Last year, Governor Brown called a “Special Session” to prod the California legislature to find solutions to what seemed an intractable problem: how to fund transportation needs in the state. Some bills were introduced, some hearings were held, but the biggest result of all the ballyhoo is a confirmation that the problem is, indeed, intractable.
Pavement condition is terrible in many places, and growing worse, in part because funding sources encourage building new roads and highways over maintaining what is already built. Traffic congestion and inadequate transit service waste time and money. Existing funding sources are not enough to pay for the backlog of deferred maintenance, let alone new projects on state priority lists. The gas tax is shrinking. Cities and counties have voted on or are considering local sales tax measures to raise money to “fix” transportation.
Some legislators insist that there is enough money being raised, but that it is being allocated inefficiently. Others disagree. Advocates say that spending priorities need to shift away from business as usual, while business as usual proponents argue there is not enough money to fund everything.
The Special Session has, so far, produced a few bills that have gone nowhere, and not much else. Assembly Transportation Committee Chair Jim Frazier has focused his energies freight movement, but nothing was produced by his committee. Senate Transportation Committee Chair Jim Beall (D-San Jose) came up with a solution that would raise gas taxes but faced stiff Republican opposition to the idea. His bill, SBX1-1, stalled in committee last fall.
Meanwhile the Governor released a proposed budget that, among many things, sought to create a new, undefined “Low Carbon Roads” program rather than support or increase funding for the Active Transportation Program. In May, he will issue a revision of his proposal, and one way or the other the legislature will have to grapple with his suggestions.
By law, the legislature must complete the budget by the end of June, and all legislative activity must be wrapped up by the end of August, including the Special Session. But there has been a long lull in the action.
Until last week, when Senator Beall amended his transportation funding bill. It seems to include a little bit for everyone to dislike, which means there’s at least a little bit for everyone to like, which is one way to find consensus. For example, the bill includes increased funding for the Active Transportation Program, but it comes with a trade-off on Complete Streets language.
Whether his approach will garner the bill the support it needs remains to be seen. It has yet to be scheduled for a committee hearing. After the jump we discuss some of the bill’s highlights.
Among its provisions, SBX1-1 from Senator Jim Beall would:
- Create an Active Transportation Program within Caltrans, with an annual budget of $100 million from the Greenhouse Gas Reduction Fund (GGRF). It also includes a requirement that Caltrans update its Highway Design Manual to incorporate the “complete streets” design concept by January 1, 2017. However, it eliminates previous language that would have required any capital improvement project funded by the state to include “new bicycle and pedestrian safety, access, and mobility improvements.”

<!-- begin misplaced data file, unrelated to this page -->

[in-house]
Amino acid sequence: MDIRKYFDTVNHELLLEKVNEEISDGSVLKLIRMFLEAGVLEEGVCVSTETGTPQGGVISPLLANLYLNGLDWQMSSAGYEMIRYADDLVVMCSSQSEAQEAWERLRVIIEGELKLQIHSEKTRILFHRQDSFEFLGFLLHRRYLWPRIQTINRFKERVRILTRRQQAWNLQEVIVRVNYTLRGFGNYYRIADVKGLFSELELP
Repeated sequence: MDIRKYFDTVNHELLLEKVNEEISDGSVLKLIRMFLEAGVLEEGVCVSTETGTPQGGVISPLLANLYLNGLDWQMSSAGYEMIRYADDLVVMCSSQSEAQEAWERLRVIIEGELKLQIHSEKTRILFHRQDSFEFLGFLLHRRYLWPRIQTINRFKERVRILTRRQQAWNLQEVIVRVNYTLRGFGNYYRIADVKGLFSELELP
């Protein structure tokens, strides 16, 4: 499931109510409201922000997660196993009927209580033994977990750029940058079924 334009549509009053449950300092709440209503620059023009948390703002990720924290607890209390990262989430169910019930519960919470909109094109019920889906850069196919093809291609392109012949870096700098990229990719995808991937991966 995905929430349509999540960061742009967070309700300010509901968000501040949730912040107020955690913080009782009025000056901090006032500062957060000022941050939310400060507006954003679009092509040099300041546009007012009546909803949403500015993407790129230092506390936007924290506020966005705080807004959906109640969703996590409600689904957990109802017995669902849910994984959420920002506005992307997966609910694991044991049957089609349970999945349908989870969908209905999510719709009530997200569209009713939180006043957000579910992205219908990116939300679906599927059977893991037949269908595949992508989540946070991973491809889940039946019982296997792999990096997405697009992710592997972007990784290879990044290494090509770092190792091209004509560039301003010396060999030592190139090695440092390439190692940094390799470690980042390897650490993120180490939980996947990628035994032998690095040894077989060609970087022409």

- Create a “Road Maintenance and Rehabilitation” program to be funded by:
- a 12-cents-a-gallon increase in the gas tax
- a 10-cents-a-gallon increase in the diesel tax
- a $35 increase in vehicle registration fees
- a $100 vehicle registration fee for electric vehicles
- a new $35 road access charge
- repayment of outstanding loans from transportation funds to General Fund
- Five percent of the funds so raised would be distributed to counties that approve a new transactions and use tax (unspecified), with the remainder split between state highway maintenance/operations and cities and counties per formula
- Eliminate the annual gas tax rate adjustment, reinstate the gas excise tax to its 2010 rate and tie it to inflation, and adjust the rate regularly as fuel efficiency increases.
- Require the California Transportation Commission to adopt performance criteria related to highway performance goals, greenhouse gas emissions, social equity impacts, and public health impacts.
- Increase the sales tax on diesel to 5.75 percent (from 1.75 percent) to be used for transit capital and “certain transit services,” and substitute GGRF money for some tax money in the Public Transportation Account.
- Raise the GGRF appropriation to Transit and Intercity Rail Capital from 10 percent to 20 percent, and to Low Carbon Transit Operations from 5 percent to 10 percent.
The bill would also move the California Transportation Commission out from under the jurisdiction of the California State Transportation Agency, an idea that has been the subject of several recent bills that went nowhere, the most recent being SBX-12 from Senator Sharon Runner (R-Antelope Valley), which has languished with all the other special session bills since the fall.
Another provision that needs more study: the bill would exempt certain transportation projects from CEQA.
Streetsblog will keep studying the bill and keep you updated on its progress.
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